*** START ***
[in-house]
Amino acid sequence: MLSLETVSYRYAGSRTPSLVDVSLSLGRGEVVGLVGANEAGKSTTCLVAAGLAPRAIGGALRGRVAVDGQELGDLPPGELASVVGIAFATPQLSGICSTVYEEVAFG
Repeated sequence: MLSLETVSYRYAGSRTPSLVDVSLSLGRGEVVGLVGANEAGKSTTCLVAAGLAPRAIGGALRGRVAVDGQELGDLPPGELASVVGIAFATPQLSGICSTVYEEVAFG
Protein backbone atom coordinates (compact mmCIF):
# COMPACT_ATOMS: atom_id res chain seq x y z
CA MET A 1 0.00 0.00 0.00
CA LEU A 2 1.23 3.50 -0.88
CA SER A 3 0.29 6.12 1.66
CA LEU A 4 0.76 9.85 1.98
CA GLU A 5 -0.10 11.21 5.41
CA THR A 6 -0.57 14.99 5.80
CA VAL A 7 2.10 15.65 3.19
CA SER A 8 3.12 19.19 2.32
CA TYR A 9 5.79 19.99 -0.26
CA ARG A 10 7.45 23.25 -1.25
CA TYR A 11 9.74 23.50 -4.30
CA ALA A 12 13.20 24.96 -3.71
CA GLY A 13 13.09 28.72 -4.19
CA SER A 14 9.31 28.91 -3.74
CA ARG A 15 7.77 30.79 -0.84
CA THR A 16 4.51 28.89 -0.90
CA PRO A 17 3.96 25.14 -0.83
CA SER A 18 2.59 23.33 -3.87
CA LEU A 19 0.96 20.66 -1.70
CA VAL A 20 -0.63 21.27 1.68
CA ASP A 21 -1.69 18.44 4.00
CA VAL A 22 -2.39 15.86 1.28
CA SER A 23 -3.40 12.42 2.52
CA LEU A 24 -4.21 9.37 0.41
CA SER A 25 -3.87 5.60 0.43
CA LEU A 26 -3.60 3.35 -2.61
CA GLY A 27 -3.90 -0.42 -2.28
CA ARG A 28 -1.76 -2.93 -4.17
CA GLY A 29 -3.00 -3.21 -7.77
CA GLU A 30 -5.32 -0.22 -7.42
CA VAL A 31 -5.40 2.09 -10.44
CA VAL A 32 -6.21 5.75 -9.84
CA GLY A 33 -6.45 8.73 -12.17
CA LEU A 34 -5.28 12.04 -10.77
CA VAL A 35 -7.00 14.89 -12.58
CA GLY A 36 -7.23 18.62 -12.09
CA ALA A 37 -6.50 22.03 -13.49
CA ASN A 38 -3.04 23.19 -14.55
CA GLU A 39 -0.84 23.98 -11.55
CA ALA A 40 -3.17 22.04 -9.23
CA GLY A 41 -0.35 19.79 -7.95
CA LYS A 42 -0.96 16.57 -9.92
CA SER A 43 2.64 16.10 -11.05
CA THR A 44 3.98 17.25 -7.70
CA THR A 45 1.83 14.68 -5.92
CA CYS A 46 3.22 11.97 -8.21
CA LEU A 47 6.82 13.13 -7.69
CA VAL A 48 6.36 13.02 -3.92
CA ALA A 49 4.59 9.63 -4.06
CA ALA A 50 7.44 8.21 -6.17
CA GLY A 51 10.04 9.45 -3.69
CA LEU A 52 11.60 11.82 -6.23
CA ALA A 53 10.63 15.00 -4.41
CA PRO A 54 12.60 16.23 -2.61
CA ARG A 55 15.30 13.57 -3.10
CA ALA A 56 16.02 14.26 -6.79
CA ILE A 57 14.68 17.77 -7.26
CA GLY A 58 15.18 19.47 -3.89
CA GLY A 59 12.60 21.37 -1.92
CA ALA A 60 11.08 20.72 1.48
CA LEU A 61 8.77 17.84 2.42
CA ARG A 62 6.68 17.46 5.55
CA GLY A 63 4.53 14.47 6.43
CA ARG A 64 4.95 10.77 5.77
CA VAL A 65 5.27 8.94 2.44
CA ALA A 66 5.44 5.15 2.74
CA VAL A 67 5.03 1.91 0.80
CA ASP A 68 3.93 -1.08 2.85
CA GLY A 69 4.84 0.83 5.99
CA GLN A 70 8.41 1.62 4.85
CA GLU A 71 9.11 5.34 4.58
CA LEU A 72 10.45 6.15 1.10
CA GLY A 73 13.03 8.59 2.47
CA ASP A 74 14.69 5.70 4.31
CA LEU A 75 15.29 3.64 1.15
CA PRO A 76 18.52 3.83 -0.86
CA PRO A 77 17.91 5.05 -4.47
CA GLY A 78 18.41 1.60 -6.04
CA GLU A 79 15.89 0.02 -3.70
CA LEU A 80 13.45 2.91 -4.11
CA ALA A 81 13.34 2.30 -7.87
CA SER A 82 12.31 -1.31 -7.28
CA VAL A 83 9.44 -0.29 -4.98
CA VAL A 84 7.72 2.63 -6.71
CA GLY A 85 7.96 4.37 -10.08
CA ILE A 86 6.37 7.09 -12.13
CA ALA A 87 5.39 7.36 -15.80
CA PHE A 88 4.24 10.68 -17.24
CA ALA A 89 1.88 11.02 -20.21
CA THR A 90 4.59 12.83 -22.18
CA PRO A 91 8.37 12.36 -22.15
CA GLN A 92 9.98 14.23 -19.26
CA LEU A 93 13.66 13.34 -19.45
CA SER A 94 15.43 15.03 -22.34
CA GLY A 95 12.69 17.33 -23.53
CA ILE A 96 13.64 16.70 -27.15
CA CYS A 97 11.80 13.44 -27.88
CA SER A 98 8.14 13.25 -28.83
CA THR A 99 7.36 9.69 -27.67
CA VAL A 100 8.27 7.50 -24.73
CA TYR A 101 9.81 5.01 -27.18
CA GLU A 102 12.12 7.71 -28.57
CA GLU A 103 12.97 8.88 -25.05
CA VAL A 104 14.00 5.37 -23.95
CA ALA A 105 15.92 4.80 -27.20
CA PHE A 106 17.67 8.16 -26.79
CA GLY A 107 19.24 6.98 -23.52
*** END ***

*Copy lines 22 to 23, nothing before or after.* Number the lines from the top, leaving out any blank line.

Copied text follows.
CA PRO A 17 3.96 25.14 -0.83
CA SER A 18 2.59 23.33 -3.87